Serious George might only be 7 years old but he’s got stuff to do and if he has to miss a day of school to get stuff done, then that’s just the way it is.
It was a great privilege to have my nephew George tag along on a West Coast man trip to help out with duties around camp like; cooking bush tucker, eating bush tucker, catching white baiting, stalking deer and more eating. Overall eating was by far George’s best capability downing dozens of chops, snarlers and white bait patties, along with multiple loaves of bread, packs of wild pork bacon and tins of baked beans.
We hitched a ride up the river in Uncle Ben’s jet boat and carried our gear up to a bush hut. The first job was to set up some possum traps around the camp, with George on duty hammering the staples into the trees to hold the chains for the leg hold traps, while my job was to set the jaws open. We didn’t have any apple or carrots for possum attractant, so bits of bread were placed beside the traps instead.
Then it was time for a cuppa while waiting for the afternoon to fade into evening. We got our hunting gear on including our gumboots and set off through the bush to sneak up on a likely little creek that has a few grassy clearings where deer often come out at night.
Being Spring there was every chance that a silly yearling that’s been kicked off mum before she calves, might be wandering about chewing new grass shoots. We found a good spot to watch over some clearings and sat on a log for half an hour but nothing showed up. With only 10 minutes light left we shifted positions by creeping through the bush to look out onto the next clearings further up. As we edged down a deer trail towards the grassy flat I noticed a silly yearling munching happily about 50 meters away. The deer was tucked in close to the trees on the edge of the clearing which wouldn’t allow a clear line of sight if we walked out onto the grass. I tried to get the rifle positioned so that George could take a shot through a gap in the trees, but the view was obscured when the rifle was rested. I asked George if he’d like me to go ahead and shoot the deer and he nodded massively in agreement, he was just so keen to see the yearling on the deck. So I took a standing shot through the foliage and whacked the unknowing little deer right through the back of the head.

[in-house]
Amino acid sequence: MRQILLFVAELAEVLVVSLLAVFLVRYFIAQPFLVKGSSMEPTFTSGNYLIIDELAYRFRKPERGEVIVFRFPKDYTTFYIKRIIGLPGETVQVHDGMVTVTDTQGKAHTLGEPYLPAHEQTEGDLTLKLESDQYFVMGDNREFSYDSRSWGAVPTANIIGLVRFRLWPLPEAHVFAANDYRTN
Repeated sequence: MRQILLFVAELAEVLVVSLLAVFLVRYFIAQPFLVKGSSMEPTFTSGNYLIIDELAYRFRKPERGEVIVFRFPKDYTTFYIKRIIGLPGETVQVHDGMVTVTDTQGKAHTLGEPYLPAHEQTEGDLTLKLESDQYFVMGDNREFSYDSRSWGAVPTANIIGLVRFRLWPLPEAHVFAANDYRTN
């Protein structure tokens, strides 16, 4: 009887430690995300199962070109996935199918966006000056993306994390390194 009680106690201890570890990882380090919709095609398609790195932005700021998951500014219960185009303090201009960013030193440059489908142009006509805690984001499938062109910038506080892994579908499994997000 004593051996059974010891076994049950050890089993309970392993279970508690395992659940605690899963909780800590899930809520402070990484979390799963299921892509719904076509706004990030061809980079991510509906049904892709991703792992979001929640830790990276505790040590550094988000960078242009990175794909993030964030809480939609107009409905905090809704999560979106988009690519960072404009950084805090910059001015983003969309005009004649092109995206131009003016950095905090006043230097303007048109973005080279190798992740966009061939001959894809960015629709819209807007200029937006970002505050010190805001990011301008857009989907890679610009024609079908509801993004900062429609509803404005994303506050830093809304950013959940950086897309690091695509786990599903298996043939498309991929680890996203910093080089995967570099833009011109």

We made the rifle safe, then walked out onto the grassy clearing to find the yearling in its last throws. George is always fascinated by the gutting procedures and I hope he was taking good notes as it will be his turn soon enough. Now being such a little yearling and the fact that I was still recovering from knee surgery, I figured that George might as well do the carrying. It was a pretty big ask to get him to carry something that probably weighed as much as himself but George was up for the challenge and he put in a mammoth effort to get us back to the hut, with a little bit of help from his uncle.
We had a comfy night in the hut and woke early to rain on the roof. George was keen to check the possum traps and was up and dressed quick smart. It looked like the bread had done the trick as one of the traps had a big fat ‘coon caught in it. George did the donking honours and I showed him how to go about plucking the fur and explained what it might be used for.
The jet boat ferry arrived and we headed back down river to set the whitebait net and continue our west coast outdoor activities.
George ended up with a decent pile of venison BBQ steaks and a feed of white bait to take home to his family. I don’t reckon it mattered that Serious George missed a day of school because there’s no better training grounds than the hills, the bush and the rivers.